Virtual Tours of Past Exhibits
Intimate Regard : Roger Anliker, 1943–1965
On display March 20 through May 29, 2020
Intimate Regard: Roger Anliker, 1943–1965
Intimate Regard celebrates the work of Akron native Roger Anliker (1924–2013), an influential teacher and artist whose body of work is remarkable for its riveting subjects, technical virtuosity, evocative beauty, and incredible singularity.
Anliker’s long and distinguished career began at the Cleveland Institute of Art, from which he graduated in 1948, following a stint in the Army as a mapmaker, and a course of study at the American University in Biarritz in 1945. From 1948–1963, he was a professor of painting and drawing at the Carnegie Institute in Pittsburgh (now Carnegie Mellon). In 1963, Anliker became a professor in the Department of Painting and Graphic Art at Temple University’s Tyler School of Art, a position he held until his retirement in 1998. Threaded throughout these five decades is a significant legacy of awards—including two Guggenheim Fellowships—important solo and group exhibitions across the country and in Europe—at venues such as the Whitney Museum, the Art Institute of Chicago, and the Musée d’Art Moderne in Paris—and a body of work that is breathtaking in scope as well as subject.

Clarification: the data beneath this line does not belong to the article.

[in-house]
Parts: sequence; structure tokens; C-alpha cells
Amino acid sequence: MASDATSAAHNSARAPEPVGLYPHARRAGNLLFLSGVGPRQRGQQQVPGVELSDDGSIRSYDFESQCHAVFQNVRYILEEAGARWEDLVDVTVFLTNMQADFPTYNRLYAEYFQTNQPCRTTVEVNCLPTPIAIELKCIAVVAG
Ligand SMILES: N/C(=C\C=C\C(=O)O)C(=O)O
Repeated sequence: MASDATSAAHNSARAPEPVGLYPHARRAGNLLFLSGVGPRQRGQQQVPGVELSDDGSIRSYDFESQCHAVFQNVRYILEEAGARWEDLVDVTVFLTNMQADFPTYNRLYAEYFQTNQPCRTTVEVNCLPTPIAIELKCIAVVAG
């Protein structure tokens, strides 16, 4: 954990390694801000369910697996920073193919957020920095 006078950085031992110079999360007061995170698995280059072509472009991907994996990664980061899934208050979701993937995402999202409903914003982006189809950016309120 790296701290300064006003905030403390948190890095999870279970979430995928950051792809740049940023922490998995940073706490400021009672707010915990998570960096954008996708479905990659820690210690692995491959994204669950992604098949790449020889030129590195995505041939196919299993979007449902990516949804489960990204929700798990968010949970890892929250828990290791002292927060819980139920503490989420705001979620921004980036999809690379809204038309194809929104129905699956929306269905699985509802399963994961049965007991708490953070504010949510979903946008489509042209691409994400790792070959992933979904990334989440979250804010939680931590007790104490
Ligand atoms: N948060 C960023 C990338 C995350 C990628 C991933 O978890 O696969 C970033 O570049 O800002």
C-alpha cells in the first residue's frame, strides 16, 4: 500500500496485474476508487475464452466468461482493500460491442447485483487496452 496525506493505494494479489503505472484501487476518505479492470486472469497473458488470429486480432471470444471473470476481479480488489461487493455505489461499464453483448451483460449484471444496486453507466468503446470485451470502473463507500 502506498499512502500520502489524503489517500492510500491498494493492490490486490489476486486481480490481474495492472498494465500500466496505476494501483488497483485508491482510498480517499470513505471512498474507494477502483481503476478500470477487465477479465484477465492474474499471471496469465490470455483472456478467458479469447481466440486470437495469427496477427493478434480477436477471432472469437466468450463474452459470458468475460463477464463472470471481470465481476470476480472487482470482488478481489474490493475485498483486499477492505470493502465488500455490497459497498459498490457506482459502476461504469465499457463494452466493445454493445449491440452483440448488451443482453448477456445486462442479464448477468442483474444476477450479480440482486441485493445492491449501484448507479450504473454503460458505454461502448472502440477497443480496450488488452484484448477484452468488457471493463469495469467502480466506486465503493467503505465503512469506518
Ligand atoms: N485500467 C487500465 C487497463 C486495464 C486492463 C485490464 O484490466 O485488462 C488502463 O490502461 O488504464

The twenty-four paintings in Intimate Regard explore the early years of Anliker’s career. The exhibition begins with several portraits, landscapes, and a nude study from the 1940s, all of which reveal the artist’s technical mastery in the articulation of physical forms, and his ability to harness the power of color, shadow, and light to amplify the emotional and psychological impact of his subjects. The dramatic and moody brilliance of Firefly, a gouache completed in 1949, pays homage to Charles Burchfield, whose work Anliker admired.
Like most of his contemporaries midcentury, Anliker was concerned with representation. But whereas most artists chose to align themselves on either side of realism or abstraction, Anliker found such positions irrelevant. Anemone and Sunflowers, completed around 1954, recalls Van Gogh with its emotional intensity and vegetal forms that vibrate in and out of the realm of perception. Each subsequent work in the exhibition hovers in this liminal space between realism and abstraction, continually probing and expanding our understanding of the boundaries between them. Often, as in the case with paintings from the mid-1950s such as Star Pool, the work seems at first wholly abstract; or, as in Biarritz Cliffs, initially appear to be representational. Yet, once you are drawn into these paintings, the boundaries blur and definitions shift. Ultimately, Anliker encourages us to question whether such boundaries exist at all.
Anliker’s paintings also challenge the boundaries of time. The miracle of thematic mystery that is Eye of Dragonfly, which ends the show, took thirty years to complete. These are not pictures to which you give a mere glance before moving on to the next one in line; they demand and command your attention. And your attention will be richly rewarded.